Flying of any form of drone near Heathrow is illegal and any persons found doing so will be subject to the full force of the law. We are working closely with the Met Police and will use our own drone detection capability to mitigate the operational impact of any illegal use of drones near the airport.
Asked why the environmental activists have selected drones as their tool of choice for this protest, rather than deploying more traditional peaceful direct action strategies, such as trespassing on airport grounds or chaining themselves to fixed infrastructure, the Heathrow Pause spokesman told us: “Those kind of actions have been done in the past and they tend to result in very short duration of time during which very few flights are cancelled. What we are seeking to do is unprecedented in terms of the duration and the extent of the disruption that we would hope to cause.
“The reason for drones is in order to exploit this loophole in the health and safety protocols that have been presented to us — that it’s possible for a person with a toy drone that you can purchase for a couple of quid, miles away from any planes, to cause an entire airport to stop having flights. It is quite an amazing situation — and once it became apparent that that was really a possibility it almost seemed criminal not to do it.”
He added that drone technology, and the current law in the UK around how drones can be legally used, present an opportunity for activists to level up their environmental protest — “to cause so much disruption with so few people and so little effort” — that it’s simply “a no brainer”.
During last year’s Gatwick drone debacle the spokesman said he received many enquiries from journalists asking if the group was responsible for that. They weren’t — but the mass chaos caused by the spectre of a few drones being flown near Gatwick provided inspiration for using drone technology for an environmental protest.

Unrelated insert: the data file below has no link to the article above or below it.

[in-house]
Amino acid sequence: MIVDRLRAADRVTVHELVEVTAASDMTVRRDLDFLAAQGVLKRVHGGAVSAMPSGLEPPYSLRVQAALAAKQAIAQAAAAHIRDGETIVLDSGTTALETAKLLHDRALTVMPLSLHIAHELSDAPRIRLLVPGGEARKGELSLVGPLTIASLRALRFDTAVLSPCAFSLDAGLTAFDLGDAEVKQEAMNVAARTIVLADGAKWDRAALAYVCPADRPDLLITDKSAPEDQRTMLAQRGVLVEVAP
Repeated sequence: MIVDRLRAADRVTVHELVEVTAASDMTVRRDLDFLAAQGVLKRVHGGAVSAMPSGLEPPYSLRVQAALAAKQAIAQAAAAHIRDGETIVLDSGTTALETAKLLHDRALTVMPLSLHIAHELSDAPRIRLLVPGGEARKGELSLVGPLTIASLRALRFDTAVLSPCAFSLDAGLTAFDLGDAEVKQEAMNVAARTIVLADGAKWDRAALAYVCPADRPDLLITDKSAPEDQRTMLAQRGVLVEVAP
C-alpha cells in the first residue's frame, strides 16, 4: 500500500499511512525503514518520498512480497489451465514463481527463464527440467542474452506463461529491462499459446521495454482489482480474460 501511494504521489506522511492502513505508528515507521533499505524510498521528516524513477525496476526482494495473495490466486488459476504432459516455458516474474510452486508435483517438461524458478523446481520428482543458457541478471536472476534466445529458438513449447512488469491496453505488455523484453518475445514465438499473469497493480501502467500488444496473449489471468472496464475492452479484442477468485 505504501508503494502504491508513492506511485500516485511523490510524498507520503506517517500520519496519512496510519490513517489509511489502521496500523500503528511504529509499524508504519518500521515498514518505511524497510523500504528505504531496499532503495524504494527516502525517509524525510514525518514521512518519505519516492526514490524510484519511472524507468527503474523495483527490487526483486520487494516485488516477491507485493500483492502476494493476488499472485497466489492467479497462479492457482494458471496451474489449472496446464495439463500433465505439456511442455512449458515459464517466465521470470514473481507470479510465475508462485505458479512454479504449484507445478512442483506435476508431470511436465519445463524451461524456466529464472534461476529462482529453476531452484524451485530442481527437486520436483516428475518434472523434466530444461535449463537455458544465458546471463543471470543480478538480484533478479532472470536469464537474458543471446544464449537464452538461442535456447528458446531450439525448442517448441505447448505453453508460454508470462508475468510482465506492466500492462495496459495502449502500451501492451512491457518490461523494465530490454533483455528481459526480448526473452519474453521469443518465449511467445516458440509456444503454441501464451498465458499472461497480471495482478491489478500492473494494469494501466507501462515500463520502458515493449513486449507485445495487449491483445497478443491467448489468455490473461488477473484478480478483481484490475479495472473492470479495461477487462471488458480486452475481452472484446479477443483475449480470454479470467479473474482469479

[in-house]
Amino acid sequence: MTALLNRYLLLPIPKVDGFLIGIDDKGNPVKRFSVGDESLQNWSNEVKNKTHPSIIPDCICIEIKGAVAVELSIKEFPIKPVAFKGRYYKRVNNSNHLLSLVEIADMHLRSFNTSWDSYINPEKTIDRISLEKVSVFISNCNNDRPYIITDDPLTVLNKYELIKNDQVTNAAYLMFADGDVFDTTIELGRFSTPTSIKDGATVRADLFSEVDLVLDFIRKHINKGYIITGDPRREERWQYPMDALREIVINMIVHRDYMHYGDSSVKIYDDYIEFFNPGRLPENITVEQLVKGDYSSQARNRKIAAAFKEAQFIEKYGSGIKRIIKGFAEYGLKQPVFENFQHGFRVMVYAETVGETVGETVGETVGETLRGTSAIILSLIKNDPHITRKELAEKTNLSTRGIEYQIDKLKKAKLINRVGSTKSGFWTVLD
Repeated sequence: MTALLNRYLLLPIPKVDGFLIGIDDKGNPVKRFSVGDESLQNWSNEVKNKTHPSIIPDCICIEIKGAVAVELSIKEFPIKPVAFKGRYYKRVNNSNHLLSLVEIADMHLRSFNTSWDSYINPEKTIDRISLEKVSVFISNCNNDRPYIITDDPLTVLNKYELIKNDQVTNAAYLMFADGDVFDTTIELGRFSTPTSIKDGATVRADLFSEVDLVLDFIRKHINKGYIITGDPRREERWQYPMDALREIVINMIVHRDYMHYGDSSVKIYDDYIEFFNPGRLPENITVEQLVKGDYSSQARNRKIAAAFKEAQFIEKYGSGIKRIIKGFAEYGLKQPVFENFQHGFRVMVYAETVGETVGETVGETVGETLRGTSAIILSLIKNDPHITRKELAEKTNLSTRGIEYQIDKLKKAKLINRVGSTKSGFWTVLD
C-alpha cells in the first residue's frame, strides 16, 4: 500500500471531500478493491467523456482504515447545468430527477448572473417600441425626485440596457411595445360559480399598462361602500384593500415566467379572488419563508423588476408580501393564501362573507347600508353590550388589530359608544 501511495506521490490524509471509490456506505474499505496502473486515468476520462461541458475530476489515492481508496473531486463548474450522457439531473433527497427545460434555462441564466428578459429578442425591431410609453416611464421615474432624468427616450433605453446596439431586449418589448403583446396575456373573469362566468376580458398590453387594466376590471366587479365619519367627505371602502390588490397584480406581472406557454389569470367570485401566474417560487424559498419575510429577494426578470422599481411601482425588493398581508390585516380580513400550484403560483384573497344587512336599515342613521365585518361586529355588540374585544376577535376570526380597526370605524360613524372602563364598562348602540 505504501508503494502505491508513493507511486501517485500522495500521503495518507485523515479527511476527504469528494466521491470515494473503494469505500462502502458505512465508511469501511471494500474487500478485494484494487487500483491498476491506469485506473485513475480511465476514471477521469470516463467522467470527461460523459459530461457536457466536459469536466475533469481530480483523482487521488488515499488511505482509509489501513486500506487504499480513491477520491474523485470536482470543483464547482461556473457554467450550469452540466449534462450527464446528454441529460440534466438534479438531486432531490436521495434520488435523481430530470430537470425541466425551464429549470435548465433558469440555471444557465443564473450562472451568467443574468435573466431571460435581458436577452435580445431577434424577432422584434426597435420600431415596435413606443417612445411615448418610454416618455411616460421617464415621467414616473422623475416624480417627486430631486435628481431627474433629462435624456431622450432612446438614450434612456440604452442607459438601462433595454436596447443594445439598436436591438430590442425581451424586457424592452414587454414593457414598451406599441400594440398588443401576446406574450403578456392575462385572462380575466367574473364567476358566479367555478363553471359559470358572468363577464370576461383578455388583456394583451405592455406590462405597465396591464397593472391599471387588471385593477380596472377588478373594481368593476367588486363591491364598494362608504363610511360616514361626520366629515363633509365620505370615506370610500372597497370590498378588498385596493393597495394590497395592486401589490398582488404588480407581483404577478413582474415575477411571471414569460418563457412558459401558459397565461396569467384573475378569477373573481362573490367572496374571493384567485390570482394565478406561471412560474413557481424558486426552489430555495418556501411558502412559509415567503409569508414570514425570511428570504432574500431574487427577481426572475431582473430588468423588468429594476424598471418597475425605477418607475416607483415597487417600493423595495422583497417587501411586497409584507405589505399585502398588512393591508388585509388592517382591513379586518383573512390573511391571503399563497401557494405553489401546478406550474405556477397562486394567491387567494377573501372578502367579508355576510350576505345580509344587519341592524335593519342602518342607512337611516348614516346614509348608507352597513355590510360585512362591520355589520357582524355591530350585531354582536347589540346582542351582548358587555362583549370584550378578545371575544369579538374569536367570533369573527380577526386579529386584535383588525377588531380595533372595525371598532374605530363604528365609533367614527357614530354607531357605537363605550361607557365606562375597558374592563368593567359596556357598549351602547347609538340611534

The group’s website is hosting video interviews with some of the volunteer drone pilots who are willing to risk arrest to protest against the expansion of Heathrow Airport on environmental grounds.
In a statement there, one of them, a 64-year-old writer called Valerie Milner-Brown, said: “We are in the middle of a climate and ecological emergency. I am a law-abiding citizen — a mother and a grandmother too. I don’t want to break the law, I don’t want to go to prison, but right now we, as a species, are walking off the edge of a cliff. Life on Earth is dying. Fires are ravaging the Amazon. Our planet’s lungs are quite literally on fire. Hundreds of species are going extinct every day. We are experiencing hottest day after hottest day, and the Arctic is melting faster than scientists’ worst predictions.
“All of this means that we have to cut emissions right now, or face widespread catastrophe on an increasingly uninhabitable planet. Heathrow Airport emits 18 million tons of CO2 a year. That’s more than most countries. A third runway will produce a further 7.3 million tons of CO2. For all Life — now and in the future — we have to take action. I’m terrified but if this is what it will take to make politicians, business leaders and the media wake up, then I’m prepared to take this action and to face the consequences.”